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Recently I'm trying to implement Siggraph15_Schneider_Real-Time_Volumetric_Cloudscapes_of_Horizon_Zero_Dawn, you can also find this in GPU Pro 7, (part II Lighting, chapter 4, Real-Time Volumetric Cloudscape).

enter image description here

I can make the first Worley noise above and increase the frequency, I can get another Worley noise, but how to blend the two noise to get the middle noise and finally, the third noise"?

The last image is two single frequence worley noise and the result I blend them.You can try your method with them.

My formula is this:

tmp = (worley1 + smoothstep(0, 1, worley1)*worley2*0.5) / (1 + smoothstep(0, 1, worley1)*0.5);
tmp = ReMap(0, 1, 0, 0.7, tmp);

ReMap is:

double ReMap(double oldMin, double oldMax, double newMin, double newMax, double src);

Note that worley1 and worley2 is worley noise range from 0 to 1.The result is close in the first glance,but it's not the same apparently. I think the formula is TOO tricky and maybe I got something wrong.

enter image description here

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    \$\begingroup\$ Typically you would add both noise values together and then normalize it. See here for some information on this: gamedev.stackexchange.com/a/120480/10728 \$\endgroup\$ – jgallant Aug 9 '16 at 10:46
  • \$\begingroup\$ Thanks for your reply.I tried this:(A+B*A*0.5)/(1+A*0.5),A is the first worley noise value,B is the second worley noise value.This can keep the black part in the first noise image still be black in the second image,but the multiply will destroy the tone.I'll try your reply.May be it'll be help.Thanks again. \$\endgroup\$ – FengBruce Aug 9 '16 at 11:42
  • \$\begingroup\$ Posting the images separately would make it a bit easier for others to experiment with them. \$\endgroup\$ – Pikalek Aug 9 '16 at 14:48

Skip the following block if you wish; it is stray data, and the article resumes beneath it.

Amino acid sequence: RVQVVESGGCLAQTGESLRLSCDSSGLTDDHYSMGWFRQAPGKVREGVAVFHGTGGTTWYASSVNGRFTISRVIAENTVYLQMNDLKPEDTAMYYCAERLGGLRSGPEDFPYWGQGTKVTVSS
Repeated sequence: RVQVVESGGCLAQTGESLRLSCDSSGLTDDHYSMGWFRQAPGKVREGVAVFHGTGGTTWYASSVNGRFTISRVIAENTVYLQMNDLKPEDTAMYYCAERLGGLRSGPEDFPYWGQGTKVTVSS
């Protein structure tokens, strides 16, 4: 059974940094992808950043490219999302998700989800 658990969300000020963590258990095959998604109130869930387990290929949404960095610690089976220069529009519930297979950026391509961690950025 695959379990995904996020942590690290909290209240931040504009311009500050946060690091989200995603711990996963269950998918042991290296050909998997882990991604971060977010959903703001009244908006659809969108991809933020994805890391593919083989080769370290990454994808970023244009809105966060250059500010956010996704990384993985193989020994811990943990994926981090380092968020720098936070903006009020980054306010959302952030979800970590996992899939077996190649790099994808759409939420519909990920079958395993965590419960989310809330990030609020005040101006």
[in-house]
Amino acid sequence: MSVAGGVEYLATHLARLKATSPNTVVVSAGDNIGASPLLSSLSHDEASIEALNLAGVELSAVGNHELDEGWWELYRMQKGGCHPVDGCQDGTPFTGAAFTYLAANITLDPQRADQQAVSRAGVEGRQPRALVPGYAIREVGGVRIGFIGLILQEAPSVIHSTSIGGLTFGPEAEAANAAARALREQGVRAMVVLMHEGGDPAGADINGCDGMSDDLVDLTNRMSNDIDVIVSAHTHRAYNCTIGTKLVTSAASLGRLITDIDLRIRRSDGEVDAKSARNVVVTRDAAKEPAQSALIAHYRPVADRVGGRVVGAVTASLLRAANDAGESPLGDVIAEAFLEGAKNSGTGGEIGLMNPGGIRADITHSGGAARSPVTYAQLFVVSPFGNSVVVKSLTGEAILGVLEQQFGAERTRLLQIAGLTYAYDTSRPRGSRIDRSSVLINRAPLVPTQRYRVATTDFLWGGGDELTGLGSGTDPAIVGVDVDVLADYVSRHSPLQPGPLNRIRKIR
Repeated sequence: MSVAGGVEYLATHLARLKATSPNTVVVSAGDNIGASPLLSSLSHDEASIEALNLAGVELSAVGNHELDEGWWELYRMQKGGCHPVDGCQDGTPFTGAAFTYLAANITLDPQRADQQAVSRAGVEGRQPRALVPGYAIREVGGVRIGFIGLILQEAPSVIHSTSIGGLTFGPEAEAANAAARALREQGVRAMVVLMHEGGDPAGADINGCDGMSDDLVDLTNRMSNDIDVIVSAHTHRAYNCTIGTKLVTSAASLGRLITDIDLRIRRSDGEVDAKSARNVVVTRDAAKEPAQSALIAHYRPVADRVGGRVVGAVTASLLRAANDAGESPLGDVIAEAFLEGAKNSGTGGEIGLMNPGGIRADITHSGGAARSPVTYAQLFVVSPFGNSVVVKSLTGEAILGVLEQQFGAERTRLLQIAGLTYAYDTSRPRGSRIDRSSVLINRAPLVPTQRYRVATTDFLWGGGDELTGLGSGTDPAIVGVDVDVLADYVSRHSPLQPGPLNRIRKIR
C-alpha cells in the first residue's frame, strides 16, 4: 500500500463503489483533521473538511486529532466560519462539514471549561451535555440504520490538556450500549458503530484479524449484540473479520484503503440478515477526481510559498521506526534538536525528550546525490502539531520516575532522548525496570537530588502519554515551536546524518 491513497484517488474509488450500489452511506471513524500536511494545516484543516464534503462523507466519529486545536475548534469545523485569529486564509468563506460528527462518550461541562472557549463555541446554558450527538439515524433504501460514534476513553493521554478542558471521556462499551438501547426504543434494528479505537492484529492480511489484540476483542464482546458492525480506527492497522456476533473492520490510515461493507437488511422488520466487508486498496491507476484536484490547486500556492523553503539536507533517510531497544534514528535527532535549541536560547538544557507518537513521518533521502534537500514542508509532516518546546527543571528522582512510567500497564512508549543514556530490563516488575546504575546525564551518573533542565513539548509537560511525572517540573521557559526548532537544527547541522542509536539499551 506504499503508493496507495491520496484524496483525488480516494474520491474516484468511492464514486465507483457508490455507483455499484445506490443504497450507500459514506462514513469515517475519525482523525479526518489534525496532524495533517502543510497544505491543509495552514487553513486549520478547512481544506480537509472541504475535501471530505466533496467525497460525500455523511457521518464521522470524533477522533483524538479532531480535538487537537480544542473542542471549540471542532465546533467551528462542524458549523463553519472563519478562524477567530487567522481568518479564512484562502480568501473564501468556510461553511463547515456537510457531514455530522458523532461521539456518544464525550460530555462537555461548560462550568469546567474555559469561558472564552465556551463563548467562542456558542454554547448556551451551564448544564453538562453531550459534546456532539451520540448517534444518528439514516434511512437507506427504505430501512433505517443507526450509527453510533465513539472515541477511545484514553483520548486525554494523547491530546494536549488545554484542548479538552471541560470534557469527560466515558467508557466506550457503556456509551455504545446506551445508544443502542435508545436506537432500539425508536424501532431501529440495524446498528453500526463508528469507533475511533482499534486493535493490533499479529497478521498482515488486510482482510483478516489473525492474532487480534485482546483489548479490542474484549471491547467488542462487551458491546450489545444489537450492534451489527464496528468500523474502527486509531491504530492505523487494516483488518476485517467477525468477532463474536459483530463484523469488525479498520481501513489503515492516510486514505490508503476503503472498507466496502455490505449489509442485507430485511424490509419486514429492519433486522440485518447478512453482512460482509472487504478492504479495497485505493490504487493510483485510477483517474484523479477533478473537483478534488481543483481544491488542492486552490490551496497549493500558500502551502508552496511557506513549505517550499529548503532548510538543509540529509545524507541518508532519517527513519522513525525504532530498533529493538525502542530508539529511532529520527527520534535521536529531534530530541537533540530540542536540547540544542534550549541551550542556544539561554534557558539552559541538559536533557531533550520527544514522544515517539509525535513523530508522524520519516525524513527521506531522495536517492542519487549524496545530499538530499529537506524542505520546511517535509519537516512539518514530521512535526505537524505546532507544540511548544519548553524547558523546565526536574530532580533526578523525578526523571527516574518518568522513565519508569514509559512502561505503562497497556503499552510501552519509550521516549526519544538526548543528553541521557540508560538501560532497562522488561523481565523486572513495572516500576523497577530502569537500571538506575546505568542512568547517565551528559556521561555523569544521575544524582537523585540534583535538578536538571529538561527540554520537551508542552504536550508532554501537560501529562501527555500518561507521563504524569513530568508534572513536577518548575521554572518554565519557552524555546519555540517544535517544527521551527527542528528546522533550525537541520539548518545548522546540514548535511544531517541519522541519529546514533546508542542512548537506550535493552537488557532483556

• \$\begingroup\$ Yes,you are right.I upload two noise.My reputation is too little to upload more than 2 image.So I have to combine them. \$\endgroup\$ – FengBruce Aug 10 '16 at 1:40
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Using an image editor, I was able to get close as follows:

  • layer the image on the right over the top of the image on the left
  • reduce the opacity of the top layer to ~66%
  • merge layers
  • auto level resulting image

I think the equivalent operation would be something like normalize((A + (0.66*B)). The contrast was a bit too sharp, so I suspect a full normalization is not quite right. Maybe mellow it back out with something more like:

C = A + (0.66*B)
D = (normalize(C) + C) / 2

If you want to combine two layers such that "the black part in the first image still be black in the result texture", try this instead:

C[x] = Min(A[x], B[x])

Note: this assumes that black = 0.0 & white = 1.0.

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  • \$\begingroup\$ Thanks for your answer.But I think, this method can not keep the black part in the first image still be black in the result texture. \$\endgroup\$ – FengBruce Aug 10 '16 at 1:45
  • \$\begingroup\$ @FengBruce you are correct. I've added an edit to my original answer to address that part. \$\endgroup\$ – Pikalek Jun 7 '17 at 19:46
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float blend1 = 0.3f;
float blend2 = 0.3f;
//blend worley1 and worley2
float t = worley1 * (1.0f - blend1) + worley1 * worley2 * 1.25f * blend1;
//blend t and worley3
float t2 = t * (1.0f - blend2) + t * worley3 * 1.25f * blend2;
//revert perlin and scale it, enlarge the perlin noise according to the worley noise
float reuslt = ((1.0f - perlin) * 0.65f) / (1.0f - t2 * 0.6f);
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    \$\begingroup\$ Please add a paragraph that explains what the chunk of code does. Code chunks without description or comments could fix the issues, but it does not make good answers as it does not help users a lot in solving their issues by themselves. \$\endgroup\$ – Vaillancourt Aug 22 '16 at 12:35
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I'm so excited that I found a blog about how to get the awesome cloud.

I download the source code (link below) and read it.

It blends the Worley noise like this:

tmp = worley1 - (1-worley2)*0.25;
tmp = saturate(tmp);

Frankly speaking,the result is analogous with mine. But the method is quite simple and NOT that tricky. And I prefer this one.

The link is:http://bitsquid.blogspot.com/2016/07/volumetric-clouds.html

The result is like this. It's no doubt that this is the right solution.

enter image description here

Thanks for Jon and Pikalek anyway^_^.

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  • \$\begingroup\$ Oh no,I'm wrong.The result is quite different with mine.The minus operation make the black part of the result image be zero.But my method can NOT do it. \$\endgroup\$ – FengBruce Aug 10 '16 at 12:26

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